Belgrade Seerbia Church

Church in Belgrade, Serbia

Belgrade, Serbia – Over the years, since the carving out of the „independent“ Kosovo, the European Union is struggling to keep calm on its fringes with diplomatic efforts, while the US has put it on its global diplomacy back-burner.

The latest in provocations is the creation of Kosovo’s own 5,000-strong army. This step recently put United Nations Security Council’s heads together as the urgent session was called to discuss the move by Pristina that Serbia strongly opposes.

Serbian President Aleksandar Vucic was quoted by the Voice of America (VOA) as pleased with the results of the UN Security Council session as Serbia had the chance “to inform international community about the situation in Kosovo.”

Earlier addressing the Security Council, Vucic noted that “Pristina did not fulfill anything” while Serbia fulfilled all the obligations from the Brussels Agreement. Highlighting for the countries including the US, who advocated for Kosovo’s independence, Vucic aptly asked them to look at “what they have created.”

Representatives of the US and the UK in the Security Council supported transformation of the Kosovo Security Force into an army, whereas Russia opposed it, describing the move as “a threat to peace”. China supported the Serbian stand and previously brought the Kosovo topic back on the UN Security Council’s agenda, after the three-month-long break in discussing Kosovo during UK, US and Bolivia rotating presidencies.

Russia’s ambassador to the UN Vassily Nebenzya criticized the EU for not doing more to stop the breakaway region from creating its own army to replace its lightly armed emergency response force. “The EU reaction to the decision by Pristina cannot be described as other than toothless. This irresponsible policy has crossed the line,” Nebenzya said, after the UNSC meeting.

While no great enthusiasm accompanied the army formation move by most of the Kosovo’s usual backers, NATO and the EU also voiced their unease. NATO’s General Secretary Jens Stoltenberg called the decision “ill-timed” and lamented that Kosovo’s authorities had ignored “the concerns expressed by NATO.”

The European Union High Representative/Vice-President Federica Mogherini also echoed those concerns, saying in a statement that the mandate of Kosovo’s forces “should only be changed through an inclusive and gradual process” in accordance with the state’s constitution.

The United States, however openly applauded the controversial move, with its ambassador to Kosovo, Phillip Kosnett, saying that Washington “reaffirms its support” for the upgrade as it is “only natural for Kosovo as a sovereign, independent country” to have a full-fledged army.

Recognition Withdrawals

Another noteworthy trend is the change of heart and withdrawing the recognition of the unilaterally proclaimed independence of Kosovo by nations across the globe. In a report, the media B92 confirmed, that recognition of Kosovo has been withdrawn by the Union of the Comoros – a small island state in the Indian Ocean that recognized Kosovo in 2009.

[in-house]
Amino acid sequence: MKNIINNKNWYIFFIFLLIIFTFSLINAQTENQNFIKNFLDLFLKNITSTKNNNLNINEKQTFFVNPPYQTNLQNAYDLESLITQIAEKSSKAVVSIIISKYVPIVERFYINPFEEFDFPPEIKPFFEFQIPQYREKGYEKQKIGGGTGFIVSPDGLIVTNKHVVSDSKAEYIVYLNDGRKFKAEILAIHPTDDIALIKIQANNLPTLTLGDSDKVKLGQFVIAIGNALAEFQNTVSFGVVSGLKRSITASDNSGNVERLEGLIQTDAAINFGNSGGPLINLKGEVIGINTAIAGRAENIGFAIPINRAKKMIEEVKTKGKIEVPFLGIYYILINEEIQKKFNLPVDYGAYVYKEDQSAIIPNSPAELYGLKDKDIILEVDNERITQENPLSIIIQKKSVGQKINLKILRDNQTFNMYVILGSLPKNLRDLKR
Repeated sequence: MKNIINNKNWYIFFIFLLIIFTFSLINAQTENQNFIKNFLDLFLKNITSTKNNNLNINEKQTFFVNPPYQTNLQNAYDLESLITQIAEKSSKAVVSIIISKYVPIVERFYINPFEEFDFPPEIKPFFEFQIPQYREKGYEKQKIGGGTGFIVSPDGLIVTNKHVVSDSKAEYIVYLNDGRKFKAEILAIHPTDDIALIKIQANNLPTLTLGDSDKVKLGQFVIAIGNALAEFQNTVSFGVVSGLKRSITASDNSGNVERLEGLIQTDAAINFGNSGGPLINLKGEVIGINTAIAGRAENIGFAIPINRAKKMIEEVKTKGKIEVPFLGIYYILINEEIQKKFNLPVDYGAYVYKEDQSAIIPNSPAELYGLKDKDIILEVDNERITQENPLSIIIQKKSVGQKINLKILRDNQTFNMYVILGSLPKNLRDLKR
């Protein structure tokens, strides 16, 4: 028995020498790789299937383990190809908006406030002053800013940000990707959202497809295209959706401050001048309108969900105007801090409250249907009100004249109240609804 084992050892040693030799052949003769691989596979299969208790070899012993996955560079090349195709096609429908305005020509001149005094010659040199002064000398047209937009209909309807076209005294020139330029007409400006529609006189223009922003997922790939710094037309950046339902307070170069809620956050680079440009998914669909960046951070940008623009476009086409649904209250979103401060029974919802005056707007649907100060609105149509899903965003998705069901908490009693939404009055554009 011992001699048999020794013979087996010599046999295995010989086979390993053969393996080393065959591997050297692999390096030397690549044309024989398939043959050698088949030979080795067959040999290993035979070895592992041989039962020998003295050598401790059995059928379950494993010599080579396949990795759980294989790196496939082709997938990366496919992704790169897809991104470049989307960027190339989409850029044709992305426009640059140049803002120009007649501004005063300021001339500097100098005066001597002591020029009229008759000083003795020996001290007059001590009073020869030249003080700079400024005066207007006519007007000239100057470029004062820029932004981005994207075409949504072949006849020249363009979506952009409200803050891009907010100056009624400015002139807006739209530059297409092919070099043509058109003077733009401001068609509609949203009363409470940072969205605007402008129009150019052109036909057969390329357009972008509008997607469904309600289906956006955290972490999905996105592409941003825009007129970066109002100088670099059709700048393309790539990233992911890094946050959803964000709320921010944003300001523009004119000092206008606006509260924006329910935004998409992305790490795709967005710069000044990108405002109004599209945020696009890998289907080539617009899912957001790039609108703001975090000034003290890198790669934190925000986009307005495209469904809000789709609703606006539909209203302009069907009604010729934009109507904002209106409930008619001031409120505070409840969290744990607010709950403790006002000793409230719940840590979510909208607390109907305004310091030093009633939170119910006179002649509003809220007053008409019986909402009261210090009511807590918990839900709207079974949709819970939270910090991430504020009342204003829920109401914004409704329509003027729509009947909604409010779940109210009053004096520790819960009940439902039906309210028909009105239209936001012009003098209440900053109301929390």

Serbian Minister of Foreign Affairs Ivica Dacic announced the withdrawal during a joint news conference with the minister of foreign affairs and international cooperation of the Union of the Comoros, Mohamed El-Amine Souef, saying, “that’s 10 votes.”

The report further listed that Kosovo’s recognition has been revoked by Grenada, the Commonwealth of Dominica, Suriname, Liberia, Sao Tome and Principe, Guinea-Bissau, Burundi, Papua New Guinea, and Lesotho.

Kosovo Tax Increases

Moreover, the top Serbian diplomat spoke about the Pristina government decision to increase the tax on “imports of goods from Serbia and Bosnia-Herzegovina by 10 percent”, which came only a day after Kosovo’s bid to join Interpol failed, marking the second top defeat of Kosovo’s diplomacy after its UNESCO membership bid failure in 2015.

“What are they reacting to? To Serbia’s position not to recognize Kosovo? We are not fighting against Kosovo, but for the basic principles of international law. No one recognizes unilateral acts, and so won’t Serbia,” Dacic said, referring to his country’s refusal to accept Kosovo Albanians’ unilateral declaration of independence made in 2008.

The European Union High Representative/Vice-President Federica Mogherini also reacted to the Kosovo Government decision on taxing goods from Serbia and Bosnia and Herzegovina. In a statement Mogherini said: Today’s decision of the Kosovo Government to increase the tax on goods from Serbia and Bosnia and Herzegovina to 100% is a clear violation of the Central European Free Trade Agreement (CEFTA) and of the spirit of the Stabilisation and Association Agreement between the European Union and Kosovo. It further exacerbates the situation following the initial imposition of 10% tax increase last week. The Kosovo government has to immediately revoke these decisions.”

However, 40 days later, Kosovo not only does not have the intention to do that, but it also opened the border with Albania which Albanian Prime Minister Edi Rama called in his New Year message as “just the beginning.”

With Kosovo making steady moves to destabilize the region, Serbia and partners are struggling to keep peace and continue diplomatic efforts through international platforms like the United Nations. Time for the US to rethink its Kosovo policy.


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